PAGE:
Key Point: Russia's police created special forces units to deal with organized crime, but soon ended up battling terrorists.
If asked to name a counterterrorism unit in Russia, most people would probably think of the FSB’s elite “Alpha” unit. Alpha participated in the 1993 constitutional crisis, the Nord-Ost theatre siege and the Beslan hostage crisis, and are called out on the biggest and most sensitive incidents. However, they don’t deal with the majority of terrorism incidents in Russia. Rather, this responsibility falls to the SOBR (Spetsial’nyy Otryad Bystrogo Reagirovaniya, or Special Squad, Rapid Reaction) teams. These regional teams handle most armed incidents in Russia, from Chechen terrorists holed up in houses to domestic-violence standoffs. The level of equipment and level of training of these units varies greatly depending on the threat of the region. But what’s the history of these units? How often are they called out, and how do they compare to Russia’s other OMON and FSB units?
Like many European elite police teams, the basis for the SOBR teams was laid in the 1970s following the attacks on the 1972 Munich Olympic Games. In preparation for the 1980 Summer Olympics in Moscow, the first special police unit was formed under the authority of the Soviet MVD (Ministry of Internal Affairs) on November 9, 1978, under order number 0707. This day is now celebrated as SOBR Day in Russia, as it is considered to be the first formation of an elite police unit to respond to difficult situations. At the time, this unit was called OMON, which simply stands for “special-purpose police force.” It is considered the true predecessor of SOBR teams in Russia. However, the role of this team is considered to be distinct from the units that are now called OMON in the Russian Federation.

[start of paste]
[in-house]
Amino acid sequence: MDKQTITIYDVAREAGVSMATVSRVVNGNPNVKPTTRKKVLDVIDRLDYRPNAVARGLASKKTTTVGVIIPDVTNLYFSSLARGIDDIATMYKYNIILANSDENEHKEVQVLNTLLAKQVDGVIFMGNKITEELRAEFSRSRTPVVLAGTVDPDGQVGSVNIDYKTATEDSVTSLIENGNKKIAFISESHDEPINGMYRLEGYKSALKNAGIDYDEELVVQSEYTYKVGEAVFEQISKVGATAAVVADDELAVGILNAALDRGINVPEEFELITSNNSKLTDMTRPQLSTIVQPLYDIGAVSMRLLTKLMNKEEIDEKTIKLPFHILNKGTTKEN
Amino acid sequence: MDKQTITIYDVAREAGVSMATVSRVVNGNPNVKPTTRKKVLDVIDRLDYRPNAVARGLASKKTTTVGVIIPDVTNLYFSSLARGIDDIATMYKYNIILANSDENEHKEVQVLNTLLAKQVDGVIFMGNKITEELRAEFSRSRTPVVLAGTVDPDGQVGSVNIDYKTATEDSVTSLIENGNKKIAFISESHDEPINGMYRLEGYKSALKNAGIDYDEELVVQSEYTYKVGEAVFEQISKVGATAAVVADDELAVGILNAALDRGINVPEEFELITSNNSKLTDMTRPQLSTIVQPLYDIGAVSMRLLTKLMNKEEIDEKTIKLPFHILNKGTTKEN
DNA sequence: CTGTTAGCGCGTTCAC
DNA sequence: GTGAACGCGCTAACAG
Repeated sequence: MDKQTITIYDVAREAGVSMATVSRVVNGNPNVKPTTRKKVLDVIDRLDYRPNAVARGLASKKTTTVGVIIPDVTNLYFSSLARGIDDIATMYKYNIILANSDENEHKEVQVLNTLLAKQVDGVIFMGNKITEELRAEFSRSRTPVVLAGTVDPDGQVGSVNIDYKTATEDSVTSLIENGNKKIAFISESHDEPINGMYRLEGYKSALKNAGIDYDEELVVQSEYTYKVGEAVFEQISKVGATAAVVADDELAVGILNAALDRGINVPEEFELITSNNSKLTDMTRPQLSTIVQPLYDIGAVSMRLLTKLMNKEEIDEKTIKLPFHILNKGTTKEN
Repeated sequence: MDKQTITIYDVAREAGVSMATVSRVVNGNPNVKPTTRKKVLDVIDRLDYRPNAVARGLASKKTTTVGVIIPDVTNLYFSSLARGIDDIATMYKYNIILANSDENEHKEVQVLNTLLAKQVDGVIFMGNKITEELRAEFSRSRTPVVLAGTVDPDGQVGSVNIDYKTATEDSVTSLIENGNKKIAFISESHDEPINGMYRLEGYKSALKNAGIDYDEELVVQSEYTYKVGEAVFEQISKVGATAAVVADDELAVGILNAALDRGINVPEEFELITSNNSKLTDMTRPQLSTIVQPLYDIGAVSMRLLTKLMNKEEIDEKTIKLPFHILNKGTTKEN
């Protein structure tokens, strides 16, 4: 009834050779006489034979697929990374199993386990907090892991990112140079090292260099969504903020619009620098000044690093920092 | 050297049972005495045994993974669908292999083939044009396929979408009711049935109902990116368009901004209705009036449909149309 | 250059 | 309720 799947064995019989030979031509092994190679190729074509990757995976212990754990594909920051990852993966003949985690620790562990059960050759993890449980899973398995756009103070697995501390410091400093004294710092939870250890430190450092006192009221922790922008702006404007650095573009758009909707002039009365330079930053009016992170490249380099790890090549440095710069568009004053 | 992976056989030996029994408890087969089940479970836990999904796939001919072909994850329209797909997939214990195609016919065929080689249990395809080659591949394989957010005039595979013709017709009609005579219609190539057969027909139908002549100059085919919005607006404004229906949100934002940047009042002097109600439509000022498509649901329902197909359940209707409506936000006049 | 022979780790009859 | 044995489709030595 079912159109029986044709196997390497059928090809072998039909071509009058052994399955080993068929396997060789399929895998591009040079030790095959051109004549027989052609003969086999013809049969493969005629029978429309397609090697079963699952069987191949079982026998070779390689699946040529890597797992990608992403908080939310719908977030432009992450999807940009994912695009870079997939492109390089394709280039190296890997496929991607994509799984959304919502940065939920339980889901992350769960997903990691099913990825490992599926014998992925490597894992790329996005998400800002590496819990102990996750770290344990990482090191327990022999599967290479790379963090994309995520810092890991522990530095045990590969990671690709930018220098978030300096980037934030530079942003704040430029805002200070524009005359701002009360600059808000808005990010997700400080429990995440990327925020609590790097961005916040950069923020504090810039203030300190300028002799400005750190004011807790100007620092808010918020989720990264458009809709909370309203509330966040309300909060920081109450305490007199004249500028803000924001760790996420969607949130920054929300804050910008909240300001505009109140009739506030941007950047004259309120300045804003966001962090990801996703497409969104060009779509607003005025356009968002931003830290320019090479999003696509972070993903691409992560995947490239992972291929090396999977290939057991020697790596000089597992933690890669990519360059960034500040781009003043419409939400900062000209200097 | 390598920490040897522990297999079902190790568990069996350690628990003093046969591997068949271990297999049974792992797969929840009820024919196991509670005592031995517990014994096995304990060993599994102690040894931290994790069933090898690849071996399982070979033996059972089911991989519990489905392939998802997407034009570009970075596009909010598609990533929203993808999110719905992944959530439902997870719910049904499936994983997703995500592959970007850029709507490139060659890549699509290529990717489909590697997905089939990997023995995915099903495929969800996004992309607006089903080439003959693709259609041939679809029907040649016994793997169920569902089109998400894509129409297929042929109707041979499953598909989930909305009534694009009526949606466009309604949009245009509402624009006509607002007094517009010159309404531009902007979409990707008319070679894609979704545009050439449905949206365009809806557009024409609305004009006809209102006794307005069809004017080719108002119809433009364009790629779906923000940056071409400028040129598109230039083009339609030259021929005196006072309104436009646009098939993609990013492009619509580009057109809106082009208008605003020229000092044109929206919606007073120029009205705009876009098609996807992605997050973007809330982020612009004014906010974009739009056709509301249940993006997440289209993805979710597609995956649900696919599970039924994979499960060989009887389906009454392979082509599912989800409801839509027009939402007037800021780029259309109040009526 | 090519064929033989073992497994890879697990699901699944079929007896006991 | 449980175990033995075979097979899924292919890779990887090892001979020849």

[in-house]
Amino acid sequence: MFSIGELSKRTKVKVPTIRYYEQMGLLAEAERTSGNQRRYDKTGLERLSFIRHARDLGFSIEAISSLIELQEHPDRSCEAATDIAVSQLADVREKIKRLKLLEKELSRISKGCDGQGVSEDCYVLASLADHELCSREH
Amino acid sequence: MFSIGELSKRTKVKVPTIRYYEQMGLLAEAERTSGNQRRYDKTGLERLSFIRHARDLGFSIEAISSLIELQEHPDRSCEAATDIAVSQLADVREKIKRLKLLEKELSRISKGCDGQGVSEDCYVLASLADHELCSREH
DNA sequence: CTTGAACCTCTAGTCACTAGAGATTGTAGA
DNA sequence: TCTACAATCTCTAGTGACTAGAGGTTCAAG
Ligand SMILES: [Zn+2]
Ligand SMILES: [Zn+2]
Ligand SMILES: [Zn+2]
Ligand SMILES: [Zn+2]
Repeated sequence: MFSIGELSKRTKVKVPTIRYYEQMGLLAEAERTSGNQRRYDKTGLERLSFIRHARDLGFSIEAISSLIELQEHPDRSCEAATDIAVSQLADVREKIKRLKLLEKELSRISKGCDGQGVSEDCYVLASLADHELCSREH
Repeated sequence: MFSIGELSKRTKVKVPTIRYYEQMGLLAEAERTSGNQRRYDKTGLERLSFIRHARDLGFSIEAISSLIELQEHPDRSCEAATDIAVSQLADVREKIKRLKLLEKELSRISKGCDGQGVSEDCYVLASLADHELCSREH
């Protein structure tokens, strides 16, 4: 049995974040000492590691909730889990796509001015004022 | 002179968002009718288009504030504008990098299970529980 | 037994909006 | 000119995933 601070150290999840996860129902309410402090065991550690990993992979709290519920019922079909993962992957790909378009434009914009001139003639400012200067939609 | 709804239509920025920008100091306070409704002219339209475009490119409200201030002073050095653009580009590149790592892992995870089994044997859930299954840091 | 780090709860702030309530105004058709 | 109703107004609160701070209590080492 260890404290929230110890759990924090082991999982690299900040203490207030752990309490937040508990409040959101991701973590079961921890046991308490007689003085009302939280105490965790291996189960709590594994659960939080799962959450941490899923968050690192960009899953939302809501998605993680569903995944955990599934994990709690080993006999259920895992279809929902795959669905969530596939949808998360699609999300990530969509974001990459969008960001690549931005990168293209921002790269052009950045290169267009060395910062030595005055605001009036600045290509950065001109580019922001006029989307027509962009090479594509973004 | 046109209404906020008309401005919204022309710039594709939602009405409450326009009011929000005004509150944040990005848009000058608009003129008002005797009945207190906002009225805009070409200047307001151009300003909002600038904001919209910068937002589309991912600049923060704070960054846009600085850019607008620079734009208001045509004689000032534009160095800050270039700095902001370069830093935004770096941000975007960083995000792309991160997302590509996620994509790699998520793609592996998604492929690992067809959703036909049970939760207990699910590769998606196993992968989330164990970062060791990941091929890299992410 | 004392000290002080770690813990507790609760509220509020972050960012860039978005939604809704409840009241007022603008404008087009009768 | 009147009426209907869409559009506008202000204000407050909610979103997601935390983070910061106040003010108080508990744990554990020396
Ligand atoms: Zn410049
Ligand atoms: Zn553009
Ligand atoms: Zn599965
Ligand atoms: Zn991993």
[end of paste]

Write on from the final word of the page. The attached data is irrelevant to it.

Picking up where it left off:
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Recruits were drawn from the regular police (militsiya) and went through a competitive selection process, with preference given to those who served before in the VDV (paratroopers) and Army Spetsnaz (SpN). While the deployment of the unit during the 1980 Olympics was considered a success, it was reduced in size by 30 percent after the games, due to lack of need for such a specialized unit. It saw its first action in April 1981 after the games, capturing a man who barricaded himself in an apartment after shooting a young girl and her father with a hunting rifle.
In 1987, in reaction to increased ethnic tensions and crime, the OMON unit was created, as a distributed special police unit with various divisions in different Soviet cities and regions to handle serious crime and some violent situations. While this resulted in some confusion, as the smaller, more elite Moscow unit was called OMON as well before it was renamed OMSN in 1988. Role overlap between OMON and SOBR in the armed-response role continues to this day; however, SOBR is considered to be better trained, equipped and specialized for it. OMON is seen more often responding to riots and mass civil unrest rather than armed incidents, although they are capable of responding to such.
The creation of many regional SOBR units only happened after the fall of the Soviet Union. In 1992, regional SOBR teams were created to combat organized crime. The societal change brought about by the collapse and the relative ineffectiveness of regular police in the face of strong violent resistance from criminals at the time necessitated the need to form special teams to combat criminal gangs. They were based on the template of the elite Moscow OMSN team, which was then renamed SOBR. They were placed under the control of the MVD’s organized crime division (RUBOP/RUOP). Personnel for these teams was drawn from the big OMON special-purpose militia units. OMON continued to exist independently directly, under MVD command.